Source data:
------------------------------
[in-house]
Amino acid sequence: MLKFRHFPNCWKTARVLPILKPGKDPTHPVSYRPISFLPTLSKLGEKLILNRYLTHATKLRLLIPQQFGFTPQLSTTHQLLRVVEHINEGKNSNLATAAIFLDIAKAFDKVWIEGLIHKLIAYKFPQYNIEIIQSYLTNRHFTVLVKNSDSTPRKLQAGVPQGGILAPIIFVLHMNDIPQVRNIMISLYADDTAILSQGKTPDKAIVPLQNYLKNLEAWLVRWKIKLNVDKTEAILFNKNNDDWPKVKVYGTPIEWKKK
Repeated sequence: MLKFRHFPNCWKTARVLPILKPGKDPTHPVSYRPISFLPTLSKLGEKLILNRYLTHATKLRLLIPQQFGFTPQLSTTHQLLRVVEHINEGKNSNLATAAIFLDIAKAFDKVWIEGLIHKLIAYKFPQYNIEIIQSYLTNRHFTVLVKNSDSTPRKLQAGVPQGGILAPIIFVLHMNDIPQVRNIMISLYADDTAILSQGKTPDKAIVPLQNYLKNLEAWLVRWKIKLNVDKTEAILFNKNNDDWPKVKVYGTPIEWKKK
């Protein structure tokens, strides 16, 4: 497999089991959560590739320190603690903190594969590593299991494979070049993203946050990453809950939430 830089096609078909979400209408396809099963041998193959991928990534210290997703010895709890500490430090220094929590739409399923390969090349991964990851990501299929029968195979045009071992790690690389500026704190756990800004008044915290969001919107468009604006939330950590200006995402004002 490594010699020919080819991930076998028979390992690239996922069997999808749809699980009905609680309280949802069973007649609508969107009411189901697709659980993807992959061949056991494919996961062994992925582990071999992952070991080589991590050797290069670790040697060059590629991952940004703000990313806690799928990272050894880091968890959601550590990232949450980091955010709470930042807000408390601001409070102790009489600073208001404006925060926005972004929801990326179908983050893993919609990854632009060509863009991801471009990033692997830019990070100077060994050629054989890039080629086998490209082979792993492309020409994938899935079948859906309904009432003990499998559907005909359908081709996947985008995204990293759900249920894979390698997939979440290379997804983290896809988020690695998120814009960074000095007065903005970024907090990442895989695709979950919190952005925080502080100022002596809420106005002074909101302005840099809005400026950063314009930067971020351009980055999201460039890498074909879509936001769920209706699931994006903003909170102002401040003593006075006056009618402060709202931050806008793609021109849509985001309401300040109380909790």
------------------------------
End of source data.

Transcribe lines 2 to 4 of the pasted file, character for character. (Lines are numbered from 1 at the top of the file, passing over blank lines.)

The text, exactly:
Amino acid sequence: MLKFRHFPNCWKTARVLPILKPGKDPTHPVSYRPISFLPTLSKLGEKLILNRYLTHATKLRLLIPQQFGFTPQLSTTHQLLRVVEHINEGKNSNLATAAIFLDIAKAFDKVWIEGLIHKLIAYKFPQYNIEIIQSYLTNRHFTVLVKNSDSTPRKLQAGVPQGGILAPIIFVLHMNDIPQVRNIMISLYADDTAILSQGKTPDKAIVPLQNYLKNLEAWLVRWKIKLNVDKTEAILFNKNNDDWPKVKVYGTPIEWKKK
Repeated sequence: MLKFRHFPNCWKTARVLPILKPGKDPTHPVSYRPISFLPTLSKLGEKLILNRYLTHATKLRLLIPQQFGFTPQLSTTHQLLRVVEHINEGKNSNLATAAIFLDIAKAFDKVWIEGLIHKLIAYKFPQYNIEIIQSYLTNRHFTVLVKNSDSTPRKLQAGVPQGGILAPIIFVLHMNDIPQVRNIMISLYADDTAILSQGKTPDKAIVPLQNYLKNLEAWLVRWKIKLNVDKTEAILFNKNNDDWPKVKVYGTPIEWKKK
């Protein structure tokens, strides 16, 4: 497999089991959560590739320190603690903190594969590593299991494979070049993203946050990453809950939430 830089096609078909979400209408396809099963041998193959991928990534210290997703010895709890500490430090220094929590739409399923390969090349991964990851990501299929029968195979045009071992790690690389500026704190756990800004008044915290969001919107468009604006939330950590200006995402004002 490594010699020919080819991930076998028979390992690239996922069997999808749809699980009905609680309280949802069973007649609508969107009411189901697709659980993807992959061949056991494919996961062994992925582990071999992952070991080589991590050797290069670790040697060059590629991952940004703000990313806690799928990272050894880091968890959601550590990232949450980091955010709470930042807000408390601001409070102790009489600073208001404006925060926005972004929801990326179908983050893993919609990854632009060509863009991801471009990033692997830019990070100077060994050629054989890039080629086998490209082979792993492309020409994938899935079948859906309904009432003990499998559907005909359908081709996947985008995204990293759900249920894979390698997939979440290379997804983290896809988020690695998120814009960074000095007065903005970024907090990442895989695709979950919190952005925080502080100022002596809420106005002074909101302005840099809005400026950063314009930067971020351009980055999201460039890498074909879509936001769920209706699931994006903003909170102002401040003593006075006056009618402060709202931050806008793609021109849509985001309401300040109380909790």